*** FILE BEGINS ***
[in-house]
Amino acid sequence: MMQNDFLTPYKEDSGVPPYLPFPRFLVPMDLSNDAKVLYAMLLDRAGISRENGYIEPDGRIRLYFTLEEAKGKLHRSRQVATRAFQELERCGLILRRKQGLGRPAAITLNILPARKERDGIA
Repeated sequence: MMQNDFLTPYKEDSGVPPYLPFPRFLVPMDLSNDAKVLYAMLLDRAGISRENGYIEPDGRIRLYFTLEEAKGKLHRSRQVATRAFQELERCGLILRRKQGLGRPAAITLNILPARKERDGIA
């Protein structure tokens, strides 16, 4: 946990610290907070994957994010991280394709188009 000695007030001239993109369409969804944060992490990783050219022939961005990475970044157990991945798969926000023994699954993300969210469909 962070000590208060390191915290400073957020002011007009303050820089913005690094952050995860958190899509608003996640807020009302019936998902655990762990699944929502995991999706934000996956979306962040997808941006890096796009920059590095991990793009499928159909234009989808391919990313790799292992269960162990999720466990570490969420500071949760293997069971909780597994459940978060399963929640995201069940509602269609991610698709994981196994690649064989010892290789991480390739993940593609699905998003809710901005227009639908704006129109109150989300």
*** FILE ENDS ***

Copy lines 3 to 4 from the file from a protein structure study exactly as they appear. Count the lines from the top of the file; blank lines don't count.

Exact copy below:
Repeated sequence: MMQNDFLTPYKEDSGVPPYLPFPRFLVPMDLSNDAKVLYAMLLDRAGISRENGYIEPDGRIRLYFTLEEAKGKLHRSRQVATRAFQELERCGLILRRKQGLGRPAAITLNILPARKERDGIA
């Protein structure tokens, strides 16, 4: 946990610290907070994957994010991280394709188009 000695007030001239993109369409969804944060992490990783050219022939961005990475970044157990991945798969926000023994699954993300969210469909 962070000590208060390191915290400073957020002011007009303050820089913005690094952050995860958190899509608003996640807020009302019936998902655990762990699944929502995991999706934000996956979306962040997808941006890096796009920059590095991990793009499928159909234009989808391919990313790799292992269960162990999720466990570490969420500071949760293997069971909780597994459940978060399963929640995201069940509602269609991610698709994981196994690649064989010892290789991480390739993940593609699905998003809710901005227009639908704006129109109150989300």